Today's post is republished from the AmeriCorps Alums blog from March 29, 2013.
HandsOn Tech Detroit compiled stories from AmeriCorps Alums in the Detroit area to highlight the work they did during their year of service. There is a lot of great work being done by AmeriCorps members in Detroit, and many of those who serve in the area stick around to contribute to the Detroit community after their year of service. We wanted to make sure their inspirational stories of service were shared.
Meet Isaac Gilman
- Where did you serve (program/ location / year)?
I served in Michigan’s AmeriCorp program, through the Regents of the University of Michigan, during the summer of 2011. I served in Southwest Detroit for Urban Neighborhood Initiatives (UNI), a small neighborhood nonprofit organization, for a total of 450 hours during that summer.
- Describe your service – what population did you serve? What were the goals of your service year?
My service was amazing. Southwest Detroit is a unique area of the city because of its rich Hispanic culture and overall diversity in the area. I was specifically located in the Springwells Village Neighborhood which borders Dearborn on the west, Delray from the south, Chadsey-Condon from the north, and the Vernor/Mexican Town area on the east.
UNI asked me to coordinate a youth bike club that ran for six weeks during their summer program. The bike club was very grassroots, mainly coordinated by a community volunteer and a social work intern in the past. The mission of the bike club was to teach young neighborhood kids how to maintain and repair bikes. Further, the kids learned about the benefits of riding bikes and the importance of riding safely on the street.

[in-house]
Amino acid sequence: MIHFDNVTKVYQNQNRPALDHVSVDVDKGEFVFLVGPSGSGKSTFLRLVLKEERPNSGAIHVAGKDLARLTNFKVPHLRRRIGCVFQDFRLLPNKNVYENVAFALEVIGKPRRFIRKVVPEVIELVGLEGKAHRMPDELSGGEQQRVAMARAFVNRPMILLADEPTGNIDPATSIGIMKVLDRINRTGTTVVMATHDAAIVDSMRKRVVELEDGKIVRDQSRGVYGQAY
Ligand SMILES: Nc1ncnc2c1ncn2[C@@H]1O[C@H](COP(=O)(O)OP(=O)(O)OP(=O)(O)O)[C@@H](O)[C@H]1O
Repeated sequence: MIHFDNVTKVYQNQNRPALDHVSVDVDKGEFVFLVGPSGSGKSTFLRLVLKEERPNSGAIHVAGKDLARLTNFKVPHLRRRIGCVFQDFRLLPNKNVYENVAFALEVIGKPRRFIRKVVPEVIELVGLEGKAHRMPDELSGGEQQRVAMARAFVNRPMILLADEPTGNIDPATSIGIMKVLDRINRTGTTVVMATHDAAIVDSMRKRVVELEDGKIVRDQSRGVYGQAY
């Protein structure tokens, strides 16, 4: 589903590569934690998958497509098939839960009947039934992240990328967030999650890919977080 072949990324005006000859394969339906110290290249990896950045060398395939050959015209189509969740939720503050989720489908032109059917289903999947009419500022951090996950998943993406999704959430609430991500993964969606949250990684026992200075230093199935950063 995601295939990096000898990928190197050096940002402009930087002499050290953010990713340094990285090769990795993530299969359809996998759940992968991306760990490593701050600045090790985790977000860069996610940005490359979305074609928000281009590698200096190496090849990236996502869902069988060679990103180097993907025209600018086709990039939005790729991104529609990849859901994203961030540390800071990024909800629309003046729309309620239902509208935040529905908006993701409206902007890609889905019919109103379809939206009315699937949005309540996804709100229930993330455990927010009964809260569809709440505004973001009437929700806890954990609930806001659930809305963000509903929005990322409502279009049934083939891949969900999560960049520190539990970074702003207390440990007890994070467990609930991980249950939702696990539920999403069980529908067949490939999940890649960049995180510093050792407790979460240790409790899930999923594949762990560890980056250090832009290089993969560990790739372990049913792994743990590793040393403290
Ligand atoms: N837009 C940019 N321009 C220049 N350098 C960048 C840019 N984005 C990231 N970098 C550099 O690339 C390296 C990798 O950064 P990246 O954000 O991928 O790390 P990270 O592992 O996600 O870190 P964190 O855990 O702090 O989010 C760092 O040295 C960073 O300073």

When I started in May 2011, it was clear to me the small, young program had great potential. When I first began, I tried to learn as much as I could about the neighborhood, kids that I came in contact with, and especially the bike program. The program was about three years old as of May 2011. It was originally started by a group of kids who showed interest in customizing bikes. The kids would work out of the UNI Garage, and just fiddled around with their bikes. Structure was added over time, with lesson plans focused on repairing specific parts of the bike so kids learned how to properly maintain them. A few small grants were received to purchase proper bike tools and supplies.
When I started, I built off the foundation that was there for me. I added structure to the program by building additional lesson plans and keeping the shop open more hours per week. I saw a lot of success the first summer I coordinated the shop. We averaged 15 kids twice a week for six weeks; some days we had as many as 35 kids and other days (usually rainy days), only 5-10. It was clear to me the kids really liked learning about how to fix their bikes, and they wanted to keep doing it. In fact, at the end of the program, we went on a group ride to Clark Park, utilizing the bike lanes along West Vernor Highway. The kids loved it!